I have worked extensively with my Land Team with Trusts & Estates since establishing the business in 1991. There are complexities working with Trusts and Estates, but a well managed project, communicated and delivered to all parties is a pre-requisite. Land & Brand New Homes has a propensity for resolving various issues that arise on residential project developments.
The key to guiding commercial success starts with Land & Brand New Homes listening and building relationships so we are able to provide peace of mind. The quality of our advice is based on our philosophy that "we are custodians of your trust to get the project to fruition". We provide you with solutions as groundfloor level, or as a troubleshooter, when negotiations could become fraught.
Sites we have worked on:
St Barnabas, Columbia Drive, Worthing had been part of the Durrington community for nearly 40 years. In September 2005 RWH & Co were instructed by the Chief Executive of the hospice, a charitable Trust, to investigate the sale of the current site. Thus began the implementation of site and soil surveys and asbestos reports. The sale was completed in March 2010 to Wilmington Homes, for a proposed development of 51 homes. We were also tasked with investigating sites to where the hospice could be relocated. A suitable site was
Identified in a 5.5 acre area known as Lower Northbrook Farm, Titnore Lane, Worthing The new hospice was opened in 2011.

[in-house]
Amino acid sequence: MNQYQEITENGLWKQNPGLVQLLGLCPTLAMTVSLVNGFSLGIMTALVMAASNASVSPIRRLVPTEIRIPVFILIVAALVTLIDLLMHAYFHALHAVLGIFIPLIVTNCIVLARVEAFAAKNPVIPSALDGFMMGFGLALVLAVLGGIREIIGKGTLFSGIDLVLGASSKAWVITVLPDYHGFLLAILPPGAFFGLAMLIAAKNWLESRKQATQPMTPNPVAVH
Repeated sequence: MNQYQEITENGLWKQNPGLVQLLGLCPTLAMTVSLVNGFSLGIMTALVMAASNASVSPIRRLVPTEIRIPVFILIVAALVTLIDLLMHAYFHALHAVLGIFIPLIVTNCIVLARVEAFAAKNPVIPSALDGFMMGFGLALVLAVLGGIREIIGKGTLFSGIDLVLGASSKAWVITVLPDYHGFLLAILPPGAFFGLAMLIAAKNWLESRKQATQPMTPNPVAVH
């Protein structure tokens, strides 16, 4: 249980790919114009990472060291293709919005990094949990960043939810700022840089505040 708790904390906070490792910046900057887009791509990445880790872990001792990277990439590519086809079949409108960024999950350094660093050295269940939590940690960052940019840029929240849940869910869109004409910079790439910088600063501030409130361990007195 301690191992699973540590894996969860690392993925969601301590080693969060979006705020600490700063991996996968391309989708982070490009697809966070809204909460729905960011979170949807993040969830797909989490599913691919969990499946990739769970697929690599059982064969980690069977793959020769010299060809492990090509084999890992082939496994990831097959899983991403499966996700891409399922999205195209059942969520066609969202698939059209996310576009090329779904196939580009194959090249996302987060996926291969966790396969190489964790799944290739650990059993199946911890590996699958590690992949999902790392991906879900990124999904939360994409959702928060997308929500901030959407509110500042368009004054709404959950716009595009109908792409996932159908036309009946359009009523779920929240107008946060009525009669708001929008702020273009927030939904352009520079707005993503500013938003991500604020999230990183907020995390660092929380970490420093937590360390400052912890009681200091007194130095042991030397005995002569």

In 1998 25 hectares of the former Hellingly Hospital in Netherne-on-the-Hill became available for redevelopment. On top of a hill overlooking the East Sussex countryside the site was granted outline planning permission for 400 dwellings. Applications were granted for a combination of new build, conversion and refurbishment of the original buildings.
The planned redevelopment of the site, which finally closed its doors in 1996, saw the creation by Persimmon and Charles Church of a number of one and two bedroom apartments and two, three, four and five bedroom homes, and an allocation of affordable housing. In terms of design, emphasis was placed on homes being built in a traditional Sussex vernacular style and blending seamlessly into the local landscape.
During construction, many issues had to be overcome including contamination with asbestos, lagging to piping, demolition access and the provision of utility services. Several ecological issues emerged including ensuring that natural habitats and wildlife were retained and protected. The new site also adopted a sustainable urban drainage system.
Extensive works to facilitate the development also had to be undertaken, including the provision of a community pavilion within the park, an extensive package of off-site road improvements and traffic calming both in the proximity of the site and along the A271 south of the development.
In 2000, Bob Hilder, identified the potential of redeveloping this strategic site in Courtwick Lane, Littlehampton, West Sussex.
Establishing Freehold Land ownership of The Courtwick Partnership and GE Capital Real Estate, meetings between all parties agreed the site’s disposal, subject to contract and planning.
The site was promoted through the Local Plan with Gleeson’s Strategic Land, which was neither allocated nor identified as a site for residential housing. An Outline Application, with extensive detail, was submitted in 2008. Planning Consent was eventually granted in December 2011 for 600 residential dwellings with up to 4,000 sqm of B1a and B1b employment floor space. The Section 106 Agreement was not forthcoming until late January 2012. Issues relating to right of way, bus route, ground conditions, and a restrictive indemnity covenant policy all came to the fore as the transaction progressed.
Development is now underway.